Away back long ago, two boys
One fall when it was cool
In order to become real smart
Went to a Jireh school
They studied hard most every day
To learn what all they could
They followed most of the school rules
Just like all good boys should
They never misbehaved at all
So they have no regrets
They went to classes every day
They were the teachers’ pets
They studied Math and Latin too
To fill their heads with knowledge
And all the good stuff that they know
They learned at Jireh College.
When I came across this entry in Grandad's poems, I vaguely remembered something about Jireh. Well, when I had to make a trip back to Wyoming in early December, I just happened to stop at an historical marker for, you guessed it, Jireh! I took some photos, which should serve as a bit of a history lesson for this entry.
Jehovah Jireh Christian College first opened its doors in 1909. It was established in the middle of nowhere on the dry, windblown eastern Wyoming prairie by a group of Congregational ministers. The school and in time the town of Jireh were located 20 miles from Lusk just south of what is now Wyoming Highway 18/20.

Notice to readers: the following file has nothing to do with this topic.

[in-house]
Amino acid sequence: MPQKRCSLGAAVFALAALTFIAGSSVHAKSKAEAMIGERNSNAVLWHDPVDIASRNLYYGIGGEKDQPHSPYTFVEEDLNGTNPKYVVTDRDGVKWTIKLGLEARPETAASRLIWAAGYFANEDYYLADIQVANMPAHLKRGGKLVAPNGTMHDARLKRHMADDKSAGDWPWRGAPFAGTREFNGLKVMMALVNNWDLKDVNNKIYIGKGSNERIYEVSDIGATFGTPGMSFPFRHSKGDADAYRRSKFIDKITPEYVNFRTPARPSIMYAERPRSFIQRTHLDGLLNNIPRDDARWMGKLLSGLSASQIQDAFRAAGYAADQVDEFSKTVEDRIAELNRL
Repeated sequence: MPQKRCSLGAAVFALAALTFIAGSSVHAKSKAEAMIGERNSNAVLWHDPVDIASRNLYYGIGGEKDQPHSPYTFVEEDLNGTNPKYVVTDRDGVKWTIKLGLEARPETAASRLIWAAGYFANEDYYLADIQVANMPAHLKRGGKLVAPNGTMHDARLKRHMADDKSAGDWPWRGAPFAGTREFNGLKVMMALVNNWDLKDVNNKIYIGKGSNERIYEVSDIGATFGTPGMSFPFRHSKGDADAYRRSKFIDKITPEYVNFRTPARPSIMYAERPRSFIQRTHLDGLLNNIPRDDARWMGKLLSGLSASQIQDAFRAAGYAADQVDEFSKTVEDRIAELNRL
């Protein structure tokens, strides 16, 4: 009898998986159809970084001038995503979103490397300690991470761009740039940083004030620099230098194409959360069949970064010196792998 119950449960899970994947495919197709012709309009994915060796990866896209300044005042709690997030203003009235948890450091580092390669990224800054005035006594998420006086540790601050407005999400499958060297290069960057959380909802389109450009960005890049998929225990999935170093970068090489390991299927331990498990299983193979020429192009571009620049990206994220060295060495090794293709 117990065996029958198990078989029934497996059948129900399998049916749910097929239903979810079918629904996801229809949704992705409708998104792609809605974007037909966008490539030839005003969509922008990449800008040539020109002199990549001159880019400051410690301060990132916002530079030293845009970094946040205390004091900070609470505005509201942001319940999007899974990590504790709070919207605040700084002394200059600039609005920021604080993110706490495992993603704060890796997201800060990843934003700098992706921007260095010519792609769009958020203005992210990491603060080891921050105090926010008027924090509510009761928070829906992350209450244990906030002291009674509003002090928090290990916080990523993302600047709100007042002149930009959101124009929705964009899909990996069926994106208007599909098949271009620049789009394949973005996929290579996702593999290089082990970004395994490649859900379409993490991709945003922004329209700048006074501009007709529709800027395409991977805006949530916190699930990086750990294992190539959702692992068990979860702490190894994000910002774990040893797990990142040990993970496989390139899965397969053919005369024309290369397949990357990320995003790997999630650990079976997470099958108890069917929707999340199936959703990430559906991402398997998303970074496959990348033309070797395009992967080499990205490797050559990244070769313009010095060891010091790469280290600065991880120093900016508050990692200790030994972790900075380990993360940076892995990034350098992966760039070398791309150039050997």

The school consisted of an elementary school, a high school, and a two-year liberal arts and domestic sciences college. For $65 a year, boys and girls got room and board, books, and a Christian education.
The college had an experimental farm where students and area farmers grew sugar beets, wheat, potatoes, alfalfa, and sunflowers.
The town had a newspaper, garage, bank, hardware store, and post office. A battery-operated telephone system was installed using barbed-wire fences, with the telephone wires elevated so the horses and riders could pass underneath.
Eventually the school boasted 65 students and the town 500 residents.
The town was Christian, too. Playing cards, dancing, smoking, and drinking alcohol were forbidden, although rollerskating was allowed.
World War I was the beginning of the end for Jireh, when many of the young people left for the Armed Forces or to support the war effort and never returned. A serious drought and the encroaching Great Depression heralded the end of Jireh and the college. In 1919, the Christian College organization in Ohio that had helped fund the school withdrew its support. Jireh College closed in 1920, and the building was torn down.
A cornerstone is nearly all that remains of the school and the town.
(The above information came from an "Answer Girl" column in the Casper Star Tribune; the major source of the information was Rose Kremers, Stagecoach Museum Curator in Lusk, WY.)